I-TEAM: San Francisco Zoo on verge of losing 3 elderly chimpanzees

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The San Francisco Zoo may be losing its three chimpanzees that have entertained visitors for more than four decades.

The San Francisco Zoo may be losing its three chimpanzees that have entertained visitors for more than four decades. It's a blow to staff who have cared for the chimps for so long, and for fans of the zoo.

In public, zoo officials say sending the chimps away is just one of the options being considered. But in private, zoo employees tell the ABC7 I-Team it's a done deal, and that the chimps are moving because the zoo has not made them a priority.

The San Francisco Zoo has three elderly chimpanzees. "Minnie" and "Maggie" arrived 45 years ago, after being caught in the wild. The only male, "Cobby," had 10 years in entertainment, including a circus, television, and film before coming to the zoo. He is the oldest male chimp in any American zoo, believed to be in his late 50s, which is well past a chimp's normal lifespan.

"Our male has some arthritis, so he is on glucosamine pills," said Kathy Edwards, San Francisco Zoo's Curator of Primates.

John Alcaraz has a special connection to the chimps. He was their keeper for 16 years, from the time they arrived at the zoo. He still has their artwork in his living room. Alcaraz is upset the chimps may now be forced from the only home they've known for decades.

"Change is hard on humans and it's extremely hard on chimps, especially males," Alcaraz explained.

The San Francisco Zoo doesn't have final say over what happens to the chimps. They're part of the nation-wide Chimpanzee Species Survival Plan (SSP), chaired by Steve Ross of Chicago's Lincoln Park Zoo.

"We make decisions about which chimpanzees should breed and have babies, as well as decisions about moving chimpanzees from one accredited zoo to another," said Ross.

Ross told Noyes it's important for zoos to create chimpanzee groups as they exist in the wild, with at least three adult males and five mature females, and dependent offspring.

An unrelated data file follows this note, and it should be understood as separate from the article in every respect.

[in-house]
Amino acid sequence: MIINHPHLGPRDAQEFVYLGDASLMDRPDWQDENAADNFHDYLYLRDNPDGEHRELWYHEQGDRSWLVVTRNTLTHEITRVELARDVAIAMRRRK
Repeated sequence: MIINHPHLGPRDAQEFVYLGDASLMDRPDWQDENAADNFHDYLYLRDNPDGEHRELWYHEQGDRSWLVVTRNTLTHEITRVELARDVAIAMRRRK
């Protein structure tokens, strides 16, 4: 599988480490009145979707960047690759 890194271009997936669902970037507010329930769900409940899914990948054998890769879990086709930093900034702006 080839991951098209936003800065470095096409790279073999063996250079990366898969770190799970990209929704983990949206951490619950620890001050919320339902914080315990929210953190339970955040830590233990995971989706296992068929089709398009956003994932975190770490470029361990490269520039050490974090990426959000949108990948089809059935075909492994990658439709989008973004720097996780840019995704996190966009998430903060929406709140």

"So in the case of a zoo like San Francisco with a relatively small group, what we're looking for is to give them social options," Ross said.

San Francisco has a choice: upgrade its aging exhibit to accommodate more animals, or send the chimps away to another zoo. Danny Latham is San Francisco Zoo's marketing director and spokesman.

NOYES: "Are you considering perhaps expanding so you can take more chimps?"
LATHAM: "Well, I mean, I don't know. Again, that could be an option or could not, I haven't heard that, I haven't heard that."
NOYES: "You've heard the others, you've heard the one about moving to Florida."
LATHAM: "I have."

The I-Team has confirmed an amusement park near West Palm Beach, Florida is one contender for the chimps' new home.

"If it was in the best interest of the chimps, we would be happy to help," said Lion Country Safari's wildlife director Terry Wolfe.

Lion Country Safari has a water park, mini-golf, Ferris wheel, campground, and a drive-thru zoo with 19 chimps.

"I was just approached because we have some extra space, and asked, we have a lot of experience with mixing chimps, that if we were amiable to any additions," Wolfe told the I-Team.

"To try to introduce him to that situation, I think is criminal," Alcaraz said of Cobby. He added that since Cobby has been the only male at the zoo for so long, he foresees problems for this chimp in Florida.